It is with great joy and a heavy heart that I open this blog with a statement of purpose.
Science is a wonderful thing, and a wonderful process. It has in many ways lifted us as a species out of the darkness. It is unmistakably the reason for the longer (relative to almost all of our species' existence) lifespans we now enjoy and many of the new comforts around us.
It has also provided many illuminating truths for their own sake, pure science, delighting countless billions with answers and images many of our ancestors literally would have died for, and in some cases did.
These achievements are often hard-won, presenting the scientist with difficulties of many kinds. Besides the factors that should make science difficult – that the truth is sometimes elusive and more complex than we initially envision – the requirements for success may be constrained by pragmatic factors. I created this blog to suit one immediate purpose, which is to record some of the work I performed in analyzing data collected by the Kepler spacecraft. 2½ years ago, I found myself, upon reading the initial Kepler results, filling spreadsheets with data to find some answers that weren't explicit in the publications before me. This analysis became a bit of a hobby, and as time passed, I realized that what I was doing started to verge on actual research worthy of sharing. This was not my original plan or conceit, but came as I shared my results with a handful of professionals and amateurs online.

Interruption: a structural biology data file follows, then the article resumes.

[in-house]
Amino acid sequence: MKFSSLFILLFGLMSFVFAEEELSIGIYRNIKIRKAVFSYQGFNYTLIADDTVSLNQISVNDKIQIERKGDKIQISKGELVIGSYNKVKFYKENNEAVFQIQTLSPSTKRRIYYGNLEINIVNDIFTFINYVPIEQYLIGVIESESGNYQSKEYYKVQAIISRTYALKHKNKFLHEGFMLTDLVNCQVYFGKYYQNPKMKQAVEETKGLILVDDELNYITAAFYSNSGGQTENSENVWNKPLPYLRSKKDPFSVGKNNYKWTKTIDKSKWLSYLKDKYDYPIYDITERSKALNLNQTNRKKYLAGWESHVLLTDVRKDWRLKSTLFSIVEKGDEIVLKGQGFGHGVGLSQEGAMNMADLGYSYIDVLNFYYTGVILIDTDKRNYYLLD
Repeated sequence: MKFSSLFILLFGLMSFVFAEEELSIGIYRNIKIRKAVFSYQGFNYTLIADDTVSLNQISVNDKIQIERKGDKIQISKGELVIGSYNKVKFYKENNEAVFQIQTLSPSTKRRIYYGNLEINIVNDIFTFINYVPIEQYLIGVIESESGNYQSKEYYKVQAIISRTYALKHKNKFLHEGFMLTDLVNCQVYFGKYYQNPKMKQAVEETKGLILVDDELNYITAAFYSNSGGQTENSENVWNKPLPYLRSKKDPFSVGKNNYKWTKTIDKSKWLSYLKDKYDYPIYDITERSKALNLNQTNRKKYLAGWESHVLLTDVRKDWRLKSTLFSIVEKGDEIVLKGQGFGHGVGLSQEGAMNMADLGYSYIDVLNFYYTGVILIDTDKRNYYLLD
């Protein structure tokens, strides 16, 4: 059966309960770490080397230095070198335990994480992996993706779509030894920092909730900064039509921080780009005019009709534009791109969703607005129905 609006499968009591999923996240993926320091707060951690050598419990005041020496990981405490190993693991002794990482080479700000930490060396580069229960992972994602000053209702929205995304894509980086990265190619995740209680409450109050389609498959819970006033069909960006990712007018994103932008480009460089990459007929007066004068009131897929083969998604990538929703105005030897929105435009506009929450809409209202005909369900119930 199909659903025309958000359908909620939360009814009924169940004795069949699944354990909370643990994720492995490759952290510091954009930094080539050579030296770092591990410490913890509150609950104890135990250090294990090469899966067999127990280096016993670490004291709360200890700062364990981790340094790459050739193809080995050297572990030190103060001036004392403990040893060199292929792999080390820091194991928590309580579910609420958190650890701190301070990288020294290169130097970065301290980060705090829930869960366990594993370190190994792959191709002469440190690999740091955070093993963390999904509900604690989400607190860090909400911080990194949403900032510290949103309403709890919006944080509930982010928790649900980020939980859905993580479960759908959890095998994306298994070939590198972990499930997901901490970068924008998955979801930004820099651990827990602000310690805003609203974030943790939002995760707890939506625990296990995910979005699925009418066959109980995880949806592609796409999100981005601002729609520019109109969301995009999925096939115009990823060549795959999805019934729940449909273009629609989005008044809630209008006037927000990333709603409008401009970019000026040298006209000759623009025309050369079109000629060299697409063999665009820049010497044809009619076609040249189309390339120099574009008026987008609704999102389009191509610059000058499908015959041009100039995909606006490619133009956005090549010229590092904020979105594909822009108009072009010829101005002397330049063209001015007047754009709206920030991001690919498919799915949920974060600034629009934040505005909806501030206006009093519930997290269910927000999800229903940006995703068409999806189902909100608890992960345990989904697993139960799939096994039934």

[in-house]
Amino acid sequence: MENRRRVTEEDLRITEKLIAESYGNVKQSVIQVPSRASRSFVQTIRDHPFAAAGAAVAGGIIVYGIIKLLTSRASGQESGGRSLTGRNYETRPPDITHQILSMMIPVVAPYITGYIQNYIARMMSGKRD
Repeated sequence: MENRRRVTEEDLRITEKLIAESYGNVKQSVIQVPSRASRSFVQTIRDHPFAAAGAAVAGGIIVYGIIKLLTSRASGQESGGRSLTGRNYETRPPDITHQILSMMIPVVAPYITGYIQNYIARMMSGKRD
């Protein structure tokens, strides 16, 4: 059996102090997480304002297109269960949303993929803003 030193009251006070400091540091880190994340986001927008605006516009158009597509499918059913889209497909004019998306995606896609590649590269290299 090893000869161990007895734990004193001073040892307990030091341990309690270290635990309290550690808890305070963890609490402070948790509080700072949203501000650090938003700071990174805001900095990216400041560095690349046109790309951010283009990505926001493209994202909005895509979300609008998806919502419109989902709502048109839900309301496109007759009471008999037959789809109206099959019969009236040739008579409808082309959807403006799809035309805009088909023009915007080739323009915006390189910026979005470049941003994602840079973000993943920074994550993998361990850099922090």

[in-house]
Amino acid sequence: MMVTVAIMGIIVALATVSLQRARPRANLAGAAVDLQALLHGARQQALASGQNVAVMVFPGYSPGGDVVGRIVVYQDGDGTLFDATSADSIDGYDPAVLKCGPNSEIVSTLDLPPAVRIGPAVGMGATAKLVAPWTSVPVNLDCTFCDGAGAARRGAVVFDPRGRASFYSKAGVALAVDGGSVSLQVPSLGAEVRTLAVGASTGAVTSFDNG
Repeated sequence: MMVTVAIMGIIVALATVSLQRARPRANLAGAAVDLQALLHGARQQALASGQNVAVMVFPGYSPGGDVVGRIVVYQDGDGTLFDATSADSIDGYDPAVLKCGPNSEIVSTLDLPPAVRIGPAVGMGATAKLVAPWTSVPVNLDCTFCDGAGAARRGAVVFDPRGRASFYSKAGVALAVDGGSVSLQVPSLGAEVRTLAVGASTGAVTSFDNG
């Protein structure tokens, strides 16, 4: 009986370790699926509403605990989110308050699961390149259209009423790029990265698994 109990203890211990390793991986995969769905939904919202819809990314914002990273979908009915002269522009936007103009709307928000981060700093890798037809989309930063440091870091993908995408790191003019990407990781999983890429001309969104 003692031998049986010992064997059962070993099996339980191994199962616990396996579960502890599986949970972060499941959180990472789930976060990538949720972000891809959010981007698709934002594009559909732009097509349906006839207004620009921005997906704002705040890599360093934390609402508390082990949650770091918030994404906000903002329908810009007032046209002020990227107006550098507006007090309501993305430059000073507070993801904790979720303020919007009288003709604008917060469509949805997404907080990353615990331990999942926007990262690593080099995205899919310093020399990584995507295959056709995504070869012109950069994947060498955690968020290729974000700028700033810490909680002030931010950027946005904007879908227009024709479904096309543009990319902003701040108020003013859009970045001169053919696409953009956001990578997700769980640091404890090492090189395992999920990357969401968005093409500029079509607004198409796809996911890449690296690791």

"Scientist" has been in my official job title several times, and I hold a Ph.D. with a double major, but in no field related to space science. I wouldn't dare attempt serious work in many fields of study, but this particular Kepler work seemed, initially, to be so purely statistical in nature that it was forgiving in my relative state of ignorance about astrophysics. And so I went forward, aided and encouraged by a few astrophysics or Earth sciences insiders, and was able to put forth my work regarding earthlike planets on SpaceDaily.com, first in 2012, then again recently.
While I hoped to submit this work to a journal, I've found the burdens of this to be hard to justify. That's not to discount the benefits of the peer review process, which is a principle of high merit, and one in which I have taken part in my earlier fields of study. However, I'm simply faced with the option now of engaging the publication process to the detriment of my other obligations, using this blog as a "vanity press" for my work, or setting it aside unreported. And so, I will post my results over the next couple of days and try to make this a wise and worthwhile decision, where the ideas may reach interested parties and stimulate further work, or their own correction, as appropriate.
While a blog, and more generally self-publication of any kind, runs the risk of many egregious scientific sins (notably, going far off the rails without accepting or heeding necessary adjustment), it also offers some opportunities for a profoundly wider audience than research journals usually afford. I hope to make the best of the latter advantage and minimize the former risk, and maybe help find ways to make these modern media a more useful tool for science.